Is Israel unique? Does it set an international standard of care for its citizens and hold a moral banner even higher than most democracies? Are those Jews who founded and live in the State stronger and more Jewish? The answers seem easy to a Jewishly active college student, until she is confronted with “ISRAEL: THE HIJACK STATE” emblazoned on a pamphlet being distributed in the student center by a socialist group. A young man with great visions of social justice claims that Israel is nothing more than a capitalist, imperialist arm of the most corrupt elements of the western world. It has greedily expropriated the land of the natives, and continues to exploit the laboring class, he says. Other students find their assumptions about the sacredness of their nation challenged by mainstream political correctness–the best liberals have taken up the cause of Palestinian rights, and Zionism is dismissed as a glorified racism. Even students who tend to be removed from the campus political arena (with the hyperbole it often engenders), can’t help but be aware of the newspapers, which tell us that Israel is far from perfect. Political parties experience corruption there, too. Extremism characterizes political debate, with deep [divisions] between the religious and secular Jews. And, no matter what our national and religious beliefs are regarding the West Bank and Gaza, there are few Jews who do not experience at least some discomfort with Israeli politics toward the Palestinian Arabs. The temptation arises to distance oneself from such a contentious state–to deny one’s Jewish connections (or apologize for them), or to claim an American Jewish ideology separate from Israeli dilemmas. It often seems tempting for us Americans to pursue Judaism as we think best, and to leave difficult ideological decisions of defending the Jewish State to Israelis.

How are our Israeli peers faring? A young Israeli man in New York, recently released from his three-year tour of duty in the [Israeli] army, used to tell anyone who asked him that he did not believe in God. He believed in his people and the horrors that have happened to them. He went to the army, he said, so that a Holocaust, which decimated his parents’ generation, would not do the same to his.  An American olah [immigrant to Israel], a tour guide in Yad Vashem, related incidents during her presentation of the required tour to Israeli soldiers being inducted to the army. She says that she hears frequent grumbles from her mostly secular groups when they are addressed with the Holocaust. “This doesn’t affect us,” they say. “When are we going to get over it and move on?” If this group–at the forefront of Israel’s material progress and  already uninterested in the religious nature of its country–finds that even national tragedies are losing their power to motivate and unify, what then will inspire the next generation of Israeli Jews to continue to fulfill the heavy demands of their people?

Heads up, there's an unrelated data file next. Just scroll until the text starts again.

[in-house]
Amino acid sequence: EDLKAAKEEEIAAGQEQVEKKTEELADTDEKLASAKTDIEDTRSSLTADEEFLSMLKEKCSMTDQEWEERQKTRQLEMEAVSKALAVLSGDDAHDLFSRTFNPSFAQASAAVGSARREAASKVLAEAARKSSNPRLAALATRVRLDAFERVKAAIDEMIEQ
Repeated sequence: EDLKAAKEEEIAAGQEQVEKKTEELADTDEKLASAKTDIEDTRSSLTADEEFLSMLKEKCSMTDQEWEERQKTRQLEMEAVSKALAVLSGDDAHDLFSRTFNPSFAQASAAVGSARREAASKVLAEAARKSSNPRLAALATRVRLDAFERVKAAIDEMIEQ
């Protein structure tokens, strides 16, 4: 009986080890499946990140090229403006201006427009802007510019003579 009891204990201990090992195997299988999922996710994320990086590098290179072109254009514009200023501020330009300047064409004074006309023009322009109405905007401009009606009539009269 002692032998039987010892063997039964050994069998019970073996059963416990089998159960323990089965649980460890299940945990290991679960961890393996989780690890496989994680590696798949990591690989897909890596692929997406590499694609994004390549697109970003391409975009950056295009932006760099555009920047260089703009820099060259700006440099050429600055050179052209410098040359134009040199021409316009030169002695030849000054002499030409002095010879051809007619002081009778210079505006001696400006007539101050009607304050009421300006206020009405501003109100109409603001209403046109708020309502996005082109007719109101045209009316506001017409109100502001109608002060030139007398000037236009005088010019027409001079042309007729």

Until now, we have taken for granted that Israel would “put the kippah on our heads,” that Israel would do much of the work of shaping Jewish identity. As Israel continually struggles with its own identity, it is important to be reminded of the essence of Heschel’s statement: “The State of Israel is a spiritual revolution, not a one-time event, but an ongoing revolution.” The key ideas are “spiritual” and “ongoing.” A spiritual revolution goes beyond the national security and material support Israel was built to provide to Jews, to look at a larger raison d’être. We pour forth catch phrases about history, martyrdom, God’s land and community, but how often do we think carefully about what each of these really means? Why is Jewish community so important in our time? Is our history unique? Do we believe that we are God’s chosen people and Israel is a chosen land? What implications does this have for our behavior–not just on a large political scale, but for the everyday life of a Jew? How does this inform our treatment of one another? If we do not believe in God as a presence in Jewish history, then what other ideologies do we have to guide us? What is the role of Diaspora Jewry? What can we contribute beyond our yearly checks to UJA? This is not to suggest that we can automatically provide deep and meaningful answers. Each reconsideration of old questions constitutes a revolution, by recreating and renewing our visions of Israel.